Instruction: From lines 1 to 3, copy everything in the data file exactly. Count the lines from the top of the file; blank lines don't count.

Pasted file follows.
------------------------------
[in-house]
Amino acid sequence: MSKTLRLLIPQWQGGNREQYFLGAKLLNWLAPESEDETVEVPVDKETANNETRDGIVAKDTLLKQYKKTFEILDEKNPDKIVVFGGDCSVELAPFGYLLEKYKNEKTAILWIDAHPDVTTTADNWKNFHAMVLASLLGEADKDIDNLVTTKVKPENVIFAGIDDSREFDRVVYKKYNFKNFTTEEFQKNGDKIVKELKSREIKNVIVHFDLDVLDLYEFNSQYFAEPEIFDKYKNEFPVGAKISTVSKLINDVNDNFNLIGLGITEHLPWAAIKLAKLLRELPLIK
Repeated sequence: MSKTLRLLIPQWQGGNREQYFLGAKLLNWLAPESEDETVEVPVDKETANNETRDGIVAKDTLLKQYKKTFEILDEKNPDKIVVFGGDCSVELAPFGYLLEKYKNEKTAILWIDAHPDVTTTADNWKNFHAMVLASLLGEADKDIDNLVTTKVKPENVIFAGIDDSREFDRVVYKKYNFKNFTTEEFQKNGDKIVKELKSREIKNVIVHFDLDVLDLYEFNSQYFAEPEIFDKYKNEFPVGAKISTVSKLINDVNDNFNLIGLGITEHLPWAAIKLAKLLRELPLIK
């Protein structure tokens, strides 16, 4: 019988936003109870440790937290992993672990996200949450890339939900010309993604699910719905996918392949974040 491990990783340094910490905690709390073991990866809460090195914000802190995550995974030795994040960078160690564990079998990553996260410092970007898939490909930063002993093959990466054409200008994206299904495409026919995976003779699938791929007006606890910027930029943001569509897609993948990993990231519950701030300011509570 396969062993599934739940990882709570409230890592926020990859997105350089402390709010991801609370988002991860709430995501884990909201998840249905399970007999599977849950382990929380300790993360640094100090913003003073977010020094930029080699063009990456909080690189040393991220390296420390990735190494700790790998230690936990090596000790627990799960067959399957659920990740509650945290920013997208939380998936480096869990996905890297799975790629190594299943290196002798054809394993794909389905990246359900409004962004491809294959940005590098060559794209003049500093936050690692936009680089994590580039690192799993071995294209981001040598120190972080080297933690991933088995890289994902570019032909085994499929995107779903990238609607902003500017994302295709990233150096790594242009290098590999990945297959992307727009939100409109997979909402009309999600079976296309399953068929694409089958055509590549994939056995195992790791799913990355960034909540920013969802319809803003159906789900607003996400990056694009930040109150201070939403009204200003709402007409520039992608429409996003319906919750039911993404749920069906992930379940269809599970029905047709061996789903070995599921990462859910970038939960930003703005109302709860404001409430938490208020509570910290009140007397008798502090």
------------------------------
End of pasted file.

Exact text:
[in-house]
Amino acid sequence: MSKTLRLLIPQWQGGNREQYFLGAKLLNWLAPESEDETVEVPVDKETANNETRDGIVAKDTLLKQYKKTFEILDEKNPDKIVVFGGDCSVELAPFGYLLEKYKNEKTAILWIDAHPDVTTTADNWKNFHAMVLASLLGEADKDIDNLVTTKVKPENVIFAGIDDSREFDRVVYKKYNFKNFTTEEFQKNGDKIVKELKSREIKNVIVHFDLDVLDLYEFNSQYFAEPEIFDKYKNEFPVGAKISTVSKLINDVNDNFNLIGLGITEHLPWAAIKLAKLLRELPLIK
Repeated sequence: MSKTLRLLIPQWQGGNREQYFLGAKLLNWLAPESEDETVEVPVDKETANNETRDGIVAKDTLLKQYKKTFEILDEKNPDKIVVFGGDCSVELAPFGYLLEKYKNEKTAILWIDAHPDVTTTADNWKNFHAMVLASLLGEADKDIDNLVTTKVKPENVIFAGIDDSREFDRVVYKKYNFKNFTTEEFQKNGDKIVKELKSREIKNVIVHFDLDVLDLYEFNSQYFAEPEIFDKYKNEFPVGAKISTVSKLINDVNDNFNLIGLGITEHLPWAAIKLAKLLRELPLIK